Eat Your Feelings at These New Restaurants for Writers
From the Memoir Bistro to the Rejection Café, we’ve invented 8 dining establishments for the literary
A writer’s life can be maddening. If editors aren’t ignoring your submissions, your agent is telling you the first 75 pages of your novel are “throat clearing.” Stress getting to you? Eat your feelings at these restaurants designed for writers.
The Memoir Bistro. Every dish is bitter, just like your mother made it. The plastic daisies on the tables are the only flowers that grew in your industrial hometown. All around you, families are screaming, and the waiter is arguing with you about your choices. If this place doesn’t inspire your memoir, nothing will. Sharpened pencils and paper placemats provided so you can take notes.
The Royalty Diner. Features ramen noodles, Kraft mac & cheese, and a variety of breakfast cereals. Dishwashing and bussing positions available for authors looking to improve their financial positions. Writers paid in exposure might want to try the Charlie Dickens Food Bank down the street.
Remembrance of Things Patisserie. Three-hundred-page menu describes baked goods in scrupulous sensory detail. The perfect place to come after an agent suggests trimming your two-volume epic novel by eliminating three subplots and four main characters, and changing the tense and POV. Have a Margaret Mitchell Macchiato or a scoop of Leo Tolstoy Lemon Sorbet while trashing the agency on Twitter. Patisserie’s Wi-Fi password: biteme.
The perfect place to come after an agent suggests trimming your two-volume epic novel by eliminating three subplots and four main characters, and changing the tense and POV.
Rejection Café. Send your meal back with comments like, “The chef obviously has talent, but the spice isn’t what I’m looking for right now,” “I’m sorry, but I just had a dish like this last week,” or “You might want to bring in a consultant to help with your menu.” Don’t worry about insulting the establishment. Having a thick skin is part of being in the restaurant business. Some chefs aim to have 100 meals sent back each year.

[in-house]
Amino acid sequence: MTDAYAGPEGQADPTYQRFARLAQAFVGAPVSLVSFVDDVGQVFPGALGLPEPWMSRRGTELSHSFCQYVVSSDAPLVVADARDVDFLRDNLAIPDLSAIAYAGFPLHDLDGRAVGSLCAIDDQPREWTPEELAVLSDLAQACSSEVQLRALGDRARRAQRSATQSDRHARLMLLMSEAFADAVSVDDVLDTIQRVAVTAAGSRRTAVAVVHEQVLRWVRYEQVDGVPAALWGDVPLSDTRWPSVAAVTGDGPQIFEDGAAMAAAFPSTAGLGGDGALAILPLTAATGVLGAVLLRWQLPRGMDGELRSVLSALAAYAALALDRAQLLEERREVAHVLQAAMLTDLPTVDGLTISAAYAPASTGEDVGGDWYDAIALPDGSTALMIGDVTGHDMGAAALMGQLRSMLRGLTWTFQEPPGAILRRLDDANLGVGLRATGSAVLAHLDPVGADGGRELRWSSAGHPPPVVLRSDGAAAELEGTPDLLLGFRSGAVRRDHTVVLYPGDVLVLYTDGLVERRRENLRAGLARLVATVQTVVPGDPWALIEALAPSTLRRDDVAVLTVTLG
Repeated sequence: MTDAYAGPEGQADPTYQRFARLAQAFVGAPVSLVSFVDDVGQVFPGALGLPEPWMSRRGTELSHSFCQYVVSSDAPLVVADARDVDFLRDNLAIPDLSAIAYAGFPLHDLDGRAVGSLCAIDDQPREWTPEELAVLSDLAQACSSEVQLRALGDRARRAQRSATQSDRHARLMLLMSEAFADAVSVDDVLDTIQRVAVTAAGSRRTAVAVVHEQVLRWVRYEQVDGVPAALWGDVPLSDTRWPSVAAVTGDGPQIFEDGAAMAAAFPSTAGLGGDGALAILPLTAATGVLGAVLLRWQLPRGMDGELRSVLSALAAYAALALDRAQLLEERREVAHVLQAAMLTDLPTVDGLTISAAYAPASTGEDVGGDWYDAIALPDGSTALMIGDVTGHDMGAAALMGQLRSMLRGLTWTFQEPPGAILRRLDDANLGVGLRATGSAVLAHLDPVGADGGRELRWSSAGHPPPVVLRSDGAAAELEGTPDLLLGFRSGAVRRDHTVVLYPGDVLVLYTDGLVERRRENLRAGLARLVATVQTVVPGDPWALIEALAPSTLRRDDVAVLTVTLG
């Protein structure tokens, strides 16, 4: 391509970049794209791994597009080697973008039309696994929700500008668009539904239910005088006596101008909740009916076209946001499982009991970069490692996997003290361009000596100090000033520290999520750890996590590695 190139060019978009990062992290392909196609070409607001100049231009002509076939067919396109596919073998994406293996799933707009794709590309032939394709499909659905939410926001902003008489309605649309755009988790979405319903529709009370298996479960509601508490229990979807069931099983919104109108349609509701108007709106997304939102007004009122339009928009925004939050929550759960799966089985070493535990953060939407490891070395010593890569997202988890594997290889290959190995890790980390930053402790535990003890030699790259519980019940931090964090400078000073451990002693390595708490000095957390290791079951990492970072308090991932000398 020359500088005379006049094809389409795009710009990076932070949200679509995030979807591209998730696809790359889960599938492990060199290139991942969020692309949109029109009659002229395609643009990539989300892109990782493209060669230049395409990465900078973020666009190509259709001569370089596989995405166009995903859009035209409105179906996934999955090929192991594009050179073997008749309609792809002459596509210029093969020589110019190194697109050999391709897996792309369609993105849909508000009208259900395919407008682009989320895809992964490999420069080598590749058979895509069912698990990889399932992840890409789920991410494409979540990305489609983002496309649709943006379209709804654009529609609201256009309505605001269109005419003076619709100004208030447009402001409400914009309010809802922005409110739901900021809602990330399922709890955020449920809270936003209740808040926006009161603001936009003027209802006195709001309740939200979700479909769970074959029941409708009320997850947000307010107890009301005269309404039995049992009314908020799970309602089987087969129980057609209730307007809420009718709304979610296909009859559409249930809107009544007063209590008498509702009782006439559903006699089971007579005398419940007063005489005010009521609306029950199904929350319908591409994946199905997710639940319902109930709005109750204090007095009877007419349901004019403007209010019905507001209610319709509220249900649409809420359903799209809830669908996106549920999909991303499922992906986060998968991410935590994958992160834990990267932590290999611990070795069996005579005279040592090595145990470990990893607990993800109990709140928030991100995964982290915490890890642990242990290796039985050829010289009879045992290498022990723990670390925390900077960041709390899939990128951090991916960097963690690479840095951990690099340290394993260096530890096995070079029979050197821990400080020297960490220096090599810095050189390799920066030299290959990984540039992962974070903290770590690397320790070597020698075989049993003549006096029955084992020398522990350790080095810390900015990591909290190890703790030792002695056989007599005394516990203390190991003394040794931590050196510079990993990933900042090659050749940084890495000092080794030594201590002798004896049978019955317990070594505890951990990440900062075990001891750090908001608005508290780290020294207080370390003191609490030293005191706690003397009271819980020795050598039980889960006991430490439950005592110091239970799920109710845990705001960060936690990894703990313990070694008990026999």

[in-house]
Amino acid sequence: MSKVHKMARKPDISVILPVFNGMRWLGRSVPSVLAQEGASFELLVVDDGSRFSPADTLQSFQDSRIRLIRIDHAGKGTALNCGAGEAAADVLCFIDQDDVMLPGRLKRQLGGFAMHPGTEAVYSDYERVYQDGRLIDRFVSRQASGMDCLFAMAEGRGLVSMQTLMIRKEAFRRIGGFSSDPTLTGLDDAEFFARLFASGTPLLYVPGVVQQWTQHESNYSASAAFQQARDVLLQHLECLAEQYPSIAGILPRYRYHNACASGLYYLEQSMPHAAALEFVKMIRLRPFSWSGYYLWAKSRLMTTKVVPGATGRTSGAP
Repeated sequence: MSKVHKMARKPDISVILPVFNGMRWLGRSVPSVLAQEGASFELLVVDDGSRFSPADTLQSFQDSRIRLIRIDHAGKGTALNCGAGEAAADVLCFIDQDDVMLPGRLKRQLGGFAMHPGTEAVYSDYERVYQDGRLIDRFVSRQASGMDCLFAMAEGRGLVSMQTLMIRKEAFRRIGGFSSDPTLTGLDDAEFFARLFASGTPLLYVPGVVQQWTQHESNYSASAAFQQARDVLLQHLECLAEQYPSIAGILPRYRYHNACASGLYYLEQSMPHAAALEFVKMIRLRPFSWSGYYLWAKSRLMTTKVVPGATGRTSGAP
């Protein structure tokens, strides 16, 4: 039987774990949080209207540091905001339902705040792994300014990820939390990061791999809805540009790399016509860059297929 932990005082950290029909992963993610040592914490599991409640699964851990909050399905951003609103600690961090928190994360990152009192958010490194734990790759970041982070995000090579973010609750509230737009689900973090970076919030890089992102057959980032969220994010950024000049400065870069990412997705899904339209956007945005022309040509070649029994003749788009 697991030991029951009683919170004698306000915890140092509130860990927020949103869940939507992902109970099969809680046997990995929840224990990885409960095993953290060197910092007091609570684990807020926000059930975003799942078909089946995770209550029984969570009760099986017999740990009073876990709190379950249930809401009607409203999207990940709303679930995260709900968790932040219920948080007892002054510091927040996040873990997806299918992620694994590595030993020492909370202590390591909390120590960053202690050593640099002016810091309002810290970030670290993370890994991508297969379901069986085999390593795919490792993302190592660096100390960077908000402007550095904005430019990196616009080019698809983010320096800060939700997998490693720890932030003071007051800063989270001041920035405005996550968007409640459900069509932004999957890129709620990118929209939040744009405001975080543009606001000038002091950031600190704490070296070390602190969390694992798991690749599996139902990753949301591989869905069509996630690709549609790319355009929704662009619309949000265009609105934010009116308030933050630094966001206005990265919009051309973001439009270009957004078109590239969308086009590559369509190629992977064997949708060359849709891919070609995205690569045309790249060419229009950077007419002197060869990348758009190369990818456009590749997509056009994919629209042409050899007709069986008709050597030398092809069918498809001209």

Submittable Soda Shop. You’ll have to pay to order, and the service is slow. Try sending the cook a question about the menu, and while you’re at it send one to the Tooth Fairy. On the bright side, the restaurant is open to all, unlike The Big Five Star Restaurant, which can be entered only upon proof of 100,000 Instagram followers or publication in the Paris Review.
Pizzeria al Prizes. You didn’t win a Pulitzer. You weren’t nominated for a National Book Award. And as far as you’re concerned, a Booker is the person who takes your reservation at the Atlantic City Motel 6. Find solace at this Italian eatery where the pasta is shaped like award statues and the napkins say, “Congratulations!” Eat your heart out, Colson Whitehead! Take that, Alice Munro! We hope you’re enjoying your lobster.
Eat your heart out, Colson Whitehead! Take that, Alice Munro! We hope you’re enjoying your lobster.
The Grill. Feel free to pepper the chef with questions like, “How’s that new dish coming along,” “Where do you get your ideas for recipes,” and “How much does the restaurant earn on a meal like this?” Tell her you have an idea for a banquet, but you just don’t have the time to prepare it. Maybe she’d like to do it for you? Don’t worry about the steam coming out of the chef’s ears. That’s just your hamburger cooking.
Bestseller Saloon. Of course, some writers prefer to drink their meals. Sample the saloon’s Kill Your Darlings Cocktail, made with bottom-shelf vodka and muddled scenes from your first draft. Or if your last novel bombed, celebrate your new pen name with a Nom de Plume Martini — we’re not sure what’s in it.